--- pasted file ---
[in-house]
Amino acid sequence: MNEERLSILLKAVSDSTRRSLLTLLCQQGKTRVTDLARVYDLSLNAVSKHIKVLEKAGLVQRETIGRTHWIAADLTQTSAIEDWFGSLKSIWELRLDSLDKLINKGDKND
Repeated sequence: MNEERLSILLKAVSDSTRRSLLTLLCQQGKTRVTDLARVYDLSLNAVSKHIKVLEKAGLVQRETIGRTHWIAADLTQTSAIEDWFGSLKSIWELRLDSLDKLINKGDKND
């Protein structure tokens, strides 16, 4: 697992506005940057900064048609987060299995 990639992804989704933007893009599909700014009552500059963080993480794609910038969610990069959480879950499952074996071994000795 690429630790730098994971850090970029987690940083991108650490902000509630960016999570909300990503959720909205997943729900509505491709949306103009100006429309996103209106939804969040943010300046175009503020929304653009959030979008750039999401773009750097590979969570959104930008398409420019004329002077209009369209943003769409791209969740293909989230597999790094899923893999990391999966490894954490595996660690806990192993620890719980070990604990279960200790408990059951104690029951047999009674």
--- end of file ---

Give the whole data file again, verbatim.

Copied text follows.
[in-house]
Amino acid sequence: MNEERLSILLKAVSDSTRRSLLTLLCQQGKTRVTDLARVYDLSLNAVSKHIKVLEKAGLVQRETIGRTHWIAADLTQTSAIEDWFGSLKSIWELRLDSLDKLINKGDKND
Repeated sequence: MNEERLSILLKAVSDSTRRSLLTLLCQQGKTRVTDLARVYDLSLNAVSKHIKVLEKAGLVQRETIGRTHWIAADLTQTSAIEDWFGSLKSIWELRLDSLDKLINKGDKND
């Protein structure tokens, strides 16, 4: 697992506005940057900064048609987060299995 990639992804989704933007893009599909700014009552500059963080993480794609910038969610990069959480879950499952074996071994000795 690429630790730098994971850090970029987690940083991108650490902000509630960016999570909300990503959720909205997943729900509505491709949306103009100006429309996103209106939804969040943010300046175009503020929304653009959030979008750039999401773009750097590979969570959104930008398409420019004329002077209009369209943003769409791209969740293909989230597999790094899923893999990391999966490894954490595996660690806990192993620890719980070990604990279960200790408990059951104690029951047999009674």